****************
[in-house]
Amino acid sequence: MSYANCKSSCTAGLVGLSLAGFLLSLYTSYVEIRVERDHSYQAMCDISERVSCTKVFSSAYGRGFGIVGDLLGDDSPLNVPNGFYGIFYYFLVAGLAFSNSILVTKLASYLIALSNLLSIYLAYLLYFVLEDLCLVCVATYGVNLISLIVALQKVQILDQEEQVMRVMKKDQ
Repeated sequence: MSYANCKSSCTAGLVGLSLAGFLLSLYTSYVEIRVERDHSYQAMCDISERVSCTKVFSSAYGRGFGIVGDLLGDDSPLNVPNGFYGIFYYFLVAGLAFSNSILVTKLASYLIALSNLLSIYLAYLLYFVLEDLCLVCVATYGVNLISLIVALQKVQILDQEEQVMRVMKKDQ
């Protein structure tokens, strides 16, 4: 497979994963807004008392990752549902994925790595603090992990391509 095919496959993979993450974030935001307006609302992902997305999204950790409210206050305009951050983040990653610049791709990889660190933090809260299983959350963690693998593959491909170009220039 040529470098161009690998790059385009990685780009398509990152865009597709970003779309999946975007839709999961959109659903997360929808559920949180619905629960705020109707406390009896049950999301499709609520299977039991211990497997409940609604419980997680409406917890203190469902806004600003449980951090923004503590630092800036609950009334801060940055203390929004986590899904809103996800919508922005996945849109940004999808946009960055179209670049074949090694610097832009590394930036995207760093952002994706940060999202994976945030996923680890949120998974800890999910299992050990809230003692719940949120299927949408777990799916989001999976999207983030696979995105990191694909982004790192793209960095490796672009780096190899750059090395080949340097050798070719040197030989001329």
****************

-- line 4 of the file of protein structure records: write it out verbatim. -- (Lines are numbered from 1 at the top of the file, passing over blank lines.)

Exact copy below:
């Protein structure tokens, strides 16, 4: 497979994963807004008392990752549902994925790595603090992990391509 095919496959993979993450974030935001307006609302992902997305999204950790409210206050305009951050983040990653610049791709990889660190933090809260299983959350963690693998593959491909170009220039 040529470098161009690998790059385009990685780009398509990152865009597709970003779309999946975007839709999961959109659903997360929808559920949180619905629960705020109707406390009896049950999301499709609520299977039991211990497997409940609604419980997680409406917890203190469902806004600003449980951090923004503590630092800036609950009334801060940055203390929004986590899904809103996800919508922005996945849109940004999808946009960055179209670049074949090694610097832009590394930036995207760093952002994706940060999202994976945030996923680890949120998974800890999910299992050990809230003692719940949120299927949408777990799916989001999976999207983030696979995105990191694909982004790192793209960095490796672009780096190899750059090395080949340097050798070719040197030989001329």